The beginning of Spookshow Inc. goes all the way back to 2003 when Lucky Spook (guitar, programming, songwriting, producer) and Soltex (vocals) came together and began creating and nurturing their individual fusion of industrial and heavy metal with electro rock. As proven by the 2014 released Visions Of The Blinded World pt I, there are plenty of other rich flavours to the band’s asylum of sound, Middle Eastern hues alone an inescapably alluring ingredient. With the band’s line-up completed by bassist/keyboardist Sharaz who featured on the final few songs recorded for its predecessor, the second part of Visions Of The Blinded World is an even richer affair of sound and styles, a bolder adventure in an already eager collusion of essences sure to appeal to any appetites for the likes of Pink Floyd, Prodigy, Rob Zombie, KMFDM, NIN, and Pitchshifter.

Visions Of The Blinded World pt I & II has been released as a complete package and should be listened as one to grasp its full dark majesty though each part firmly captivates alone too. It makes for a journey which leaves ears, body and imagination as aroused as they are disturbed, as inspired and animated as they are haunted. As we have covered part I previously, which you can read here, we will explore the second part of the creative emprise, a canter through the haunting shadows and ravenous dissonance of a dystopian landscape lost in extinction luring bedlam. Note though that the first ‘side’ of the album contains two brand new tracks in the shapes of the Seven Trumpets, a track sparked by the biblical legend of the same name but an echo of a split personality, and the horror movie like Lizard Eyes.

Pt II opens up with Virtual Insanity, electronic sparkling the gateway to an infernal surge of electro rock predation as ravenously hungry as it is virulently catchy. Even so, its instinctive urgency has an underlying premeditation of devious intent, melodies and calmer but darker twists adding to the track’s inescapable invasion. Something akin to Rabbit Junk meets Fear Factory, the track instantly has the project’s second part off to a flyer but also connects seamlessly to the nature and presence of the first part of Visions Of The Blinded World.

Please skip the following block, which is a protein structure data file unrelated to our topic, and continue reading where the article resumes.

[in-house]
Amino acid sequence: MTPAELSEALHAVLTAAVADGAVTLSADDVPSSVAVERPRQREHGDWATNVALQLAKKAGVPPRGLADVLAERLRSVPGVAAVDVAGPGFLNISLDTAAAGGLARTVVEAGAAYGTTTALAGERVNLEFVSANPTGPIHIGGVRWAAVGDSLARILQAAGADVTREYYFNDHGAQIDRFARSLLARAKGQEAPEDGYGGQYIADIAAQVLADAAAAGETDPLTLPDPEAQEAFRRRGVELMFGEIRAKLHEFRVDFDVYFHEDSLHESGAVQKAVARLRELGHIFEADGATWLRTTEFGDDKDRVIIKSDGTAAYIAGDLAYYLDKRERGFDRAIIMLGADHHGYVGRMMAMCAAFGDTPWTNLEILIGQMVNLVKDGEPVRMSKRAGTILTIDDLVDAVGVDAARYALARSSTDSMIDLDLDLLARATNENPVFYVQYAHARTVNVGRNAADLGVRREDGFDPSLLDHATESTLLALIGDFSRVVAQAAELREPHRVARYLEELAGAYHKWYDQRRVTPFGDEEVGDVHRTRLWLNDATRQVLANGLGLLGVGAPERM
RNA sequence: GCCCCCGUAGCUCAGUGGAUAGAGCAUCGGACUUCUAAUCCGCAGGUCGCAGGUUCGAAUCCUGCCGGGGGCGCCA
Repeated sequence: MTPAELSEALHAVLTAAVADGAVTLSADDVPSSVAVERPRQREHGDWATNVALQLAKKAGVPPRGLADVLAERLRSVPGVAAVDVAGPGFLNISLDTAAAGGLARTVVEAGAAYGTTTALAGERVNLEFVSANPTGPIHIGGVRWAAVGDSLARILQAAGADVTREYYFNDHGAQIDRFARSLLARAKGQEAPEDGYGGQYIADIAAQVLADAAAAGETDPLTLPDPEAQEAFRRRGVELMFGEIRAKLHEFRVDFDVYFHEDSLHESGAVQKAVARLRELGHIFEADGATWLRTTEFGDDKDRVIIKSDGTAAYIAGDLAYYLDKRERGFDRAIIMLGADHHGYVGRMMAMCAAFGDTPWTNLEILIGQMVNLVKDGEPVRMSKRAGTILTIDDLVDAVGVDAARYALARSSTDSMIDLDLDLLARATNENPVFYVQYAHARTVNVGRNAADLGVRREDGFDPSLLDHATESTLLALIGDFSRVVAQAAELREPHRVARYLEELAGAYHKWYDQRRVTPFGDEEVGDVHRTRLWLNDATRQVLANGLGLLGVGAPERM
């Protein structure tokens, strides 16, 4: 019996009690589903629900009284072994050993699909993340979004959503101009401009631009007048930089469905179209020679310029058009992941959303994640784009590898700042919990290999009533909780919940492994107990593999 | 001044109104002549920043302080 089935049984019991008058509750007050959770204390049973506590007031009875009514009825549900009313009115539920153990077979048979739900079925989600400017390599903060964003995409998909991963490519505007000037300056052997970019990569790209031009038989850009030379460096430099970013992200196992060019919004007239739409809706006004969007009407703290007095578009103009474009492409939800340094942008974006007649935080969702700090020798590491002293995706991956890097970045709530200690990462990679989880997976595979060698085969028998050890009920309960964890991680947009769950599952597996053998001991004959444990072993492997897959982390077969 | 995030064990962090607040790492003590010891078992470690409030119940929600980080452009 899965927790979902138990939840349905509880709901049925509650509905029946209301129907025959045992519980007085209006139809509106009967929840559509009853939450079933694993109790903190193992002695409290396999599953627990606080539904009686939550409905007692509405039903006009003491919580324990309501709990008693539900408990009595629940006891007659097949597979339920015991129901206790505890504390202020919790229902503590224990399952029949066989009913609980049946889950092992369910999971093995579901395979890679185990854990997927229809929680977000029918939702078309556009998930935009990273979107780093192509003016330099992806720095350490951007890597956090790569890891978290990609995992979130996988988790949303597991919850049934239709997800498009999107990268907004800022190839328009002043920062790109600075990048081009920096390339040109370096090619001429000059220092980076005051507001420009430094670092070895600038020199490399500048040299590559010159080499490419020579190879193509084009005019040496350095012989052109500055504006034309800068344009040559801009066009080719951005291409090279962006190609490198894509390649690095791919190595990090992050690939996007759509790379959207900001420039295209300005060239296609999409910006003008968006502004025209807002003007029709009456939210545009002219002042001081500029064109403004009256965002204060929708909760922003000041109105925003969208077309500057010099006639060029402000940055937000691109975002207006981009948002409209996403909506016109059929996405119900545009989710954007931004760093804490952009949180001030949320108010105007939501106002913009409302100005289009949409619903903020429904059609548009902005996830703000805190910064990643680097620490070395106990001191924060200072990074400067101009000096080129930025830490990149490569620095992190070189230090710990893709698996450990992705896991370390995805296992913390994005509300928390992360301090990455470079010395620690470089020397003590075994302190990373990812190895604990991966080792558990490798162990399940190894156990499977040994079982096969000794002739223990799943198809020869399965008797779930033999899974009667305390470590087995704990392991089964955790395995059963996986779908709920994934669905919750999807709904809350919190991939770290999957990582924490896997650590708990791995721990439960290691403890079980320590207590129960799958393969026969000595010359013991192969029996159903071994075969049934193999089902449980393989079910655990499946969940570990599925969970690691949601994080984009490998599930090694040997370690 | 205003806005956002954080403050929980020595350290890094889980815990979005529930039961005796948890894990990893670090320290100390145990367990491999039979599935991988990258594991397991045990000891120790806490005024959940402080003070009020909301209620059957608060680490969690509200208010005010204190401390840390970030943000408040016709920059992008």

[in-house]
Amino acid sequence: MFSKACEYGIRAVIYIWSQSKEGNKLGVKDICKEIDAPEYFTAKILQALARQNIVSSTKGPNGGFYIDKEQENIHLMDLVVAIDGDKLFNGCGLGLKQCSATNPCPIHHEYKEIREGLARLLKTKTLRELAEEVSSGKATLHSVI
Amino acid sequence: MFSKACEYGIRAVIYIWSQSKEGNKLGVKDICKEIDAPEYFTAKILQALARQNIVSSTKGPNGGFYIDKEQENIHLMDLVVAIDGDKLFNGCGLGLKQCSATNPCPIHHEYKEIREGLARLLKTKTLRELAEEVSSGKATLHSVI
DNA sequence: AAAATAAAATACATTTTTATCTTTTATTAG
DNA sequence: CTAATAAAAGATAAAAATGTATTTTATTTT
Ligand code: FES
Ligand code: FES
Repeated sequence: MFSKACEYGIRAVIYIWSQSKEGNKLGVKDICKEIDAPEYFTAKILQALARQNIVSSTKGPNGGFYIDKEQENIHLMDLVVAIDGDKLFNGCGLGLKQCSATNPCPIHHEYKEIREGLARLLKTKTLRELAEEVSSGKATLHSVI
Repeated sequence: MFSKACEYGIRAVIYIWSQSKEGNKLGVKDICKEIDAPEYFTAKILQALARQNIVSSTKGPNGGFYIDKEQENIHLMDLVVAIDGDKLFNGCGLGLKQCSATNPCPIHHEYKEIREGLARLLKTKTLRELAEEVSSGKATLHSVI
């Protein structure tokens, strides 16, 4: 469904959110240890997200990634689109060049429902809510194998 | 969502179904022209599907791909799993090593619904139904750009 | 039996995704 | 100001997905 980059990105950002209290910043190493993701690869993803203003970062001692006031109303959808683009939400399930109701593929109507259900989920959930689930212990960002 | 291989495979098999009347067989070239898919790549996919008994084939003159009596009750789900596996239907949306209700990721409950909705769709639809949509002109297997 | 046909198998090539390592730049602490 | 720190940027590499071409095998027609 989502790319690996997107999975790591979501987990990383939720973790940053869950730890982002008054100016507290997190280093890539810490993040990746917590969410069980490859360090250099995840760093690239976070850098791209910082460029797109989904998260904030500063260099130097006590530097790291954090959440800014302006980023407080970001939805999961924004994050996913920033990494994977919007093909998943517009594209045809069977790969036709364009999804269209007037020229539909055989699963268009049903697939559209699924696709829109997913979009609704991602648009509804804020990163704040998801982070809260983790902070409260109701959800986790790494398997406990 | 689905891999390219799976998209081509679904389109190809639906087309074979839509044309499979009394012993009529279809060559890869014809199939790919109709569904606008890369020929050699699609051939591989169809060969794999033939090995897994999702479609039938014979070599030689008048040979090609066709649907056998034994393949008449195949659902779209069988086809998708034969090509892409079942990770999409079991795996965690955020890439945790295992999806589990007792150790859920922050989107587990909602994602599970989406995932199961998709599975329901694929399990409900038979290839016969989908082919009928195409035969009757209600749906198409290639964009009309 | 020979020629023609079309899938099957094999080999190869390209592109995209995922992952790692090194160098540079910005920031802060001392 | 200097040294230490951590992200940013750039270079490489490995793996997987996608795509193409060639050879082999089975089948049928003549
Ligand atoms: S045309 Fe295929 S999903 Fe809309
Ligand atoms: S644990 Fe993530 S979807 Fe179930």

Already breathless from the superb thickly rousing start, the band show no mercy as Devil’s Triangle surges in with similarly uproarious energy and intent, Spook’s guitar gnawing away at ears as beats swipe at the senses,  Soltex’s vocals in turn matching their boisterous appetites with eagerness and attitude. Again momentary detours bring darker trespass rather than a chance to take a breath, it all adding up to another galvanic assault.

Next up Mindgame does bring calm, its melodic caresses courted by demonic tones of voice and intimation, a sonic Garden of Eden oasis in some ways. Featuring XRC, the track smoulders with toxic beauty; those Eastern hues enticing with siren-esque seduction as darkness await new arrivals. Enthralling and haunting in its distraction, the song slips away for the advancing savage addiction and voracious heavy swing of Little Pill. Eating away at thoughts and senses from its initial original cinematic drama to its esurient stalking, evil soaking every note and castigating syllable, the track with Subliminal Mentality guesting equally got under the skin and nagged away thereon in.

Blackbird From Karachi with D.Tschirner involved is a deceptive creature; evolving from its initial serenade into another predatory confrontation courting chaos and corrosion with almost pernicious incitement, every moment unpredictable and disturbing before the outstanding Prison Planet casts its specific trap. A galactic tango which had the body bouncing and imagination conjuring as intrigue and espionage fuel every contagious touch, it in turn departs to encourage the emotionally harmful but physically infectious dance of Falling Down Pt. I. All three tracks simply hit the spot, repetition occurring across the whole of the album as proven yet again by the dark carnival of Cold Frantic Boy, this another track mixing flirtation and catchy harassment with cinematic intimation as cold vocals bring their own toxic fascination pretty meaning submission to its dark glamour was inevitable.